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How (Not) to Be Worldly: Tracing the Borders of the 'Earthly City'

How (Not) to Be Worldly: Tracing the Borders of the 'Earthly City'

What the ancient phrase can teach today's Christians about our attempts at cultural transformation.

I often hope that my office is haunted. You see, I inhabit a humble corner of cinder-blocked space, with a tiny sliver of window, that was once home to one of my role models: Rich Mouw. Longtime president of Fuller Theological Seminary, Rich made his mark on evangelical social thought while teaching philosophy at Calvin College. It was during that time that he penned a series of small books that not only changed my mind; they redirected the shape of American evangelical cultural engagement. So you can see why I sort of hope that my office is—well, if not haunted, perhaps enchanted. I keep hoping that some of Rich's passion and wisdom could seep into me as I inhabit the same space, an heir to his thought and indebted to his example.

In books like Political Evangelism (1973) and When the Kings Come Marching In (1983), Mouw challenged the apolitical, otherworldliness of evangelicals by persistently pointing to two themes in Scripture: (1) God's affirmation of the "very-goodness" of creation (Gen. 1:31), including the commissioning of human beings to undertake cultural labor in this world; and (2) the biblical vision of shalom as our true eschatological hope—a creation renewed and restored and flourishing in accord with God's desires. From beginning to end, Mouw emphasized, the Bible enjoins us to join God's mission of renewing all things (Col. 1:15-19). So, as he provocatively put it in his 1980 book, rather than looking for a divine escape hatch out of this world, we are Called to Holy Worldliness.

If that phrase gives you pause, you aren't alone. Isn't worldliness a bad thing? Aren't we supposed to resist the world (per James 4:4-5)? Isn't the "whole world" under the sway of the evil one (1 John 5:19)? Here we hit upon the multivalence of biblical language. Scripture can both loudly proclaim that "God so loved the world" and that we should "love not the world" (1 John 2:15). Context means everything here. As Mouw qualified it, what God delights in is a holy worldliness—a rightly ordered investment in God's creation with a view to fostering its flourishing. It's a "worldliness" in the sense that it is not "otherworldly"; it is holy insofar as it encourages mundane, domestic, cultural life lived under the lordship of Christ.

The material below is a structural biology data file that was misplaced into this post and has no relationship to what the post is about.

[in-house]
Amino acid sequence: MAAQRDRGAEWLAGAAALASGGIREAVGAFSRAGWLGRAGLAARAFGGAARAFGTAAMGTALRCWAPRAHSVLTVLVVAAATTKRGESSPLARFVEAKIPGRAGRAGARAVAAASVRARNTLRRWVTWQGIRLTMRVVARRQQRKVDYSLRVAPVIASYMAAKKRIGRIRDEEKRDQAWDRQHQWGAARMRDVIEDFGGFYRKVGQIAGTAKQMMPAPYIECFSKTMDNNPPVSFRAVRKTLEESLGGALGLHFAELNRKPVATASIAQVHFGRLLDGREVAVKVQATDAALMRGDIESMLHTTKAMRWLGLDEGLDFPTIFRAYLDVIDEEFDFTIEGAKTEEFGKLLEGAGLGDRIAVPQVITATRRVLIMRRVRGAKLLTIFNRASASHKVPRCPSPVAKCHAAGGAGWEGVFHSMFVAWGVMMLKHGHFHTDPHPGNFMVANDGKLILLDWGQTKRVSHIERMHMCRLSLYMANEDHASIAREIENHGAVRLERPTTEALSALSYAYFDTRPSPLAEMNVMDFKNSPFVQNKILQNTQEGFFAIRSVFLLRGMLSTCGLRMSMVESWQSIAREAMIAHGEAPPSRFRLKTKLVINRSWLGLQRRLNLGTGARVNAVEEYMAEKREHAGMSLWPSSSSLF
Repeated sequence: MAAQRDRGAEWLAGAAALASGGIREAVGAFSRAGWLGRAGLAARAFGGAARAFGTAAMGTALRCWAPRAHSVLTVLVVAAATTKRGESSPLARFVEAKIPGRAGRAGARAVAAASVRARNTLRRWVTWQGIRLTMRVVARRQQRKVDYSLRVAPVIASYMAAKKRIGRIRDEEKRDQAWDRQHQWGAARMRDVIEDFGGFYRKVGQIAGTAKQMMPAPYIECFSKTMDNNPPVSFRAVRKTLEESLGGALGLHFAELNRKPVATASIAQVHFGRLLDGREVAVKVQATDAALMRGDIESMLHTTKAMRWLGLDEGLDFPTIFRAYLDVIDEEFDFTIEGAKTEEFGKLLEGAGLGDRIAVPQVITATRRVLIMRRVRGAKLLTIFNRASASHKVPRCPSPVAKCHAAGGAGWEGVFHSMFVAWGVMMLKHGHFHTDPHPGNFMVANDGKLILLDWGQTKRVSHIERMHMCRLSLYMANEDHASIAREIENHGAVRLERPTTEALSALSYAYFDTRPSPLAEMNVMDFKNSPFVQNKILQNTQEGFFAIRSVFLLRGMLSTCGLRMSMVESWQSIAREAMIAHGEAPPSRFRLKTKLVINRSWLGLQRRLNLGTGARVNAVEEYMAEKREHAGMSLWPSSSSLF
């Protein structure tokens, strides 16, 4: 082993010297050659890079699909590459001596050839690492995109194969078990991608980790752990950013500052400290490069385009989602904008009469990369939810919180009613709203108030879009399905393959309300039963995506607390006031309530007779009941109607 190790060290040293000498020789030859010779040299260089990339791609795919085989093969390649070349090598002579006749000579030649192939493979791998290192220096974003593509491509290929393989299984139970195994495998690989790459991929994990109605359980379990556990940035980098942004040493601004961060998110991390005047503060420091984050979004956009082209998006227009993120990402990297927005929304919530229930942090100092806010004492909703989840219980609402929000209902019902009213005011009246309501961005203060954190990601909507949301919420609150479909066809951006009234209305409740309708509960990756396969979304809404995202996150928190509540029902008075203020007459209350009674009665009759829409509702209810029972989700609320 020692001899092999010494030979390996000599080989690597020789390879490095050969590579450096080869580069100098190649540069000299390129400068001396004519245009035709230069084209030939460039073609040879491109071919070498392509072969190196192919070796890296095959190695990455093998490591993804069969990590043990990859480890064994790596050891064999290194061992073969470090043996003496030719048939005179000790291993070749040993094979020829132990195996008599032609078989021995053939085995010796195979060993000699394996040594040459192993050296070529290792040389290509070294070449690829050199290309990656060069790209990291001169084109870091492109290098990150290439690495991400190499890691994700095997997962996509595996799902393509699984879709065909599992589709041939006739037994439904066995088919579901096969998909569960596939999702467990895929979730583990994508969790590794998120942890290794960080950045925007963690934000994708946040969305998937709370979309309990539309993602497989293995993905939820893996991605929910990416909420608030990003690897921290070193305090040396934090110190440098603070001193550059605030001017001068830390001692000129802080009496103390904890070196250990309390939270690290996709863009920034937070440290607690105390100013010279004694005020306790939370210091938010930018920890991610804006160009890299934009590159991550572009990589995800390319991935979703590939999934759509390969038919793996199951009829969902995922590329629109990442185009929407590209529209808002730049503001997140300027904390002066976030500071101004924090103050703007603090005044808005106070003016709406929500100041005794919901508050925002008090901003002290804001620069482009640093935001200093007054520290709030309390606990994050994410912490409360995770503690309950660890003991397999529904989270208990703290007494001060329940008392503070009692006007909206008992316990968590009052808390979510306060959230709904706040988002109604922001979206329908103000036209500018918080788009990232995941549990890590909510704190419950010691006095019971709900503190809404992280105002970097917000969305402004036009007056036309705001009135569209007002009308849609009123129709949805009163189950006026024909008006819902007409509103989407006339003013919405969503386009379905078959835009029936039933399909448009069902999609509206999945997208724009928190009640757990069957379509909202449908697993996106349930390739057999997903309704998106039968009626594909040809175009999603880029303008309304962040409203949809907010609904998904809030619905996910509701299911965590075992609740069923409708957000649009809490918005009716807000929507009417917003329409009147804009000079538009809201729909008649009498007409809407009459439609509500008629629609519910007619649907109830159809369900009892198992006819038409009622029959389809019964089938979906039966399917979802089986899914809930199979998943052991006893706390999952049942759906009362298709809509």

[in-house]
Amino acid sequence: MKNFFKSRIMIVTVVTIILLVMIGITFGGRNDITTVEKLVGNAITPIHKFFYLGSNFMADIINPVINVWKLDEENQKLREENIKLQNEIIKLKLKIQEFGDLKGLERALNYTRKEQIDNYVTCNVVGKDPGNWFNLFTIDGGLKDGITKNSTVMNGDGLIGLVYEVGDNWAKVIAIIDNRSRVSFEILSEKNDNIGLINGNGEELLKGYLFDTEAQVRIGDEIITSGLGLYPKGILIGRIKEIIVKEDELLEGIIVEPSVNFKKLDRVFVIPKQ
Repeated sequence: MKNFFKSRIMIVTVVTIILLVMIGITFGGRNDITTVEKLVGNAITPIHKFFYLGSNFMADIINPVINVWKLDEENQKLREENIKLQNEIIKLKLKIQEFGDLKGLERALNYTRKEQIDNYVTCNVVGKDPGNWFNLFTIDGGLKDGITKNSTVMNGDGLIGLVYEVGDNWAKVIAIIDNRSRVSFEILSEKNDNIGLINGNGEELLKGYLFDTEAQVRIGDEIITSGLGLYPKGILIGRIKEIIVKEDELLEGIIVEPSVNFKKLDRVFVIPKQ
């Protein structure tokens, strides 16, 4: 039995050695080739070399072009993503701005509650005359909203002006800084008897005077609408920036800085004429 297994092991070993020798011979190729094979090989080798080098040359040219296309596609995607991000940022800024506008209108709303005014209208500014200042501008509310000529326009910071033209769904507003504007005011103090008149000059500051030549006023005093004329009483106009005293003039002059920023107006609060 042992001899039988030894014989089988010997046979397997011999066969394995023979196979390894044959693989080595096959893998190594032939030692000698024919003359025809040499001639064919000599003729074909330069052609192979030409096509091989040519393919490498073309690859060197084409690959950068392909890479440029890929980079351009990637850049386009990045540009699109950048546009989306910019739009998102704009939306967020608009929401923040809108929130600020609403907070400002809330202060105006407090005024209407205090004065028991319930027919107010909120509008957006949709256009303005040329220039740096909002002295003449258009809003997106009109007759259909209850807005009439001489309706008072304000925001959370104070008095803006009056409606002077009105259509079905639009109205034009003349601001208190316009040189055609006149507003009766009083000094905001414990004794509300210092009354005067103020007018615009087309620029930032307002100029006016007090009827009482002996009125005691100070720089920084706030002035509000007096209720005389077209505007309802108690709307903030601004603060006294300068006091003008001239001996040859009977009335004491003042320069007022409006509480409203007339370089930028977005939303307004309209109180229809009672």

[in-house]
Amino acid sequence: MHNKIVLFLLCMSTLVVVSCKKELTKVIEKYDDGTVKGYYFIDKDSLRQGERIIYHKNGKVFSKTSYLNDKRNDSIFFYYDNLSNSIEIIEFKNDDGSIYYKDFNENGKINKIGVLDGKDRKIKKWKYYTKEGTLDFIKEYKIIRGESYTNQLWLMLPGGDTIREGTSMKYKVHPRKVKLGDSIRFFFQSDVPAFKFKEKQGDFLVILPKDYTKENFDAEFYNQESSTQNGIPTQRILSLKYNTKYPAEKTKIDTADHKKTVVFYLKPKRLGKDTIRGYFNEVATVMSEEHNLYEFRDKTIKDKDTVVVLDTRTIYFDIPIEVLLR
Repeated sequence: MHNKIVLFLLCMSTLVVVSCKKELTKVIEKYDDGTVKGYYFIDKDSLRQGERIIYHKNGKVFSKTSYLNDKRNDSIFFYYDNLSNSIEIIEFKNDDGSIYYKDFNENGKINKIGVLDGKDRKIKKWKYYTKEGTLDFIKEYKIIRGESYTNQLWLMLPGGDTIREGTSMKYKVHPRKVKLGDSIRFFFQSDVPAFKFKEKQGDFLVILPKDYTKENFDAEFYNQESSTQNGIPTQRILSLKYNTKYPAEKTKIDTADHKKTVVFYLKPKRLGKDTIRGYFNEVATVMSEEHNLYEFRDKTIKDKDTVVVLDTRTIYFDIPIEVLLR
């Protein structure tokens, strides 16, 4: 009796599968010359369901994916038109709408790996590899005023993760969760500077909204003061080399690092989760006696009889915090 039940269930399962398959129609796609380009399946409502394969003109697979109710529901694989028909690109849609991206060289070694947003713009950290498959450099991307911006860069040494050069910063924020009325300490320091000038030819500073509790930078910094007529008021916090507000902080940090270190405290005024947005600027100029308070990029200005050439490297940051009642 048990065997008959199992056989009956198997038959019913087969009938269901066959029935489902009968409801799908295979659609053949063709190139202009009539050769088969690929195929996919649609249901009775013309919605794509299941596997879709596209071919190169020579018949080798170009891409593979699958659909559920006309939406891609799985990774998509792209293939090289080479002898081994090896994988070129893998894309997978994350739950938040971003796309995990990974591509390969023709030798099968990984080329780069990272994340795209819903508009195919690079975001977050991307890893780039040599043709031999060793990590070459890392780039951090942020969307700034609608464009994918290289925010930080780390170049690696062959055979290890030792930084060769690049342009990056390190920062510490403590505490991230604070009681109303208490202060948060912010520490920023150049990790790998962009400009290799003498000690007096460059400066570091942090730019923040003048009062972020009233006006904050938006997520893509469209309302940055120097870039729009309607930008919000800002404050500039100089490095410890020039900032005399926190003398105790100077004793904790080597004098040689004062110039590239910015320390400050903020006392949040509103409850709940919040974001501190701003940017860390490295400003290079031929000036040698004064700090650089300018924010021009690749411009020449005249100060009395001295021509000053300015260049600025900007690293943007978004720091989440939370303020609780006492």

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J Thomas

August 27, 2012  1:37pm

We should be pragmatic about "the world". But first we need to define what "the world" is. It is a collection of fallen people, their systems of culture and government, and all of their fragmented senses of good and evil. Their social systems come mainly through non-Christian attempts at keeping societal order. Fortunately for us in America, our founding fathers saw the importance of placing God above the government. So they subjected the law to restriction, confining it and keeping it out of the church. They banned it from breaching the door. That is incredibly rare, and what a gift it was to us. They wanted us to build our culture for ourselves, not to dictate it from a government throne on high. So the responsibility falls on each of us individually to allow ourselves to become vessels for Christ to the world...our immediate world. Otherwise the world will never know Christ, and we won't be doing our part to fulfill the great commission.

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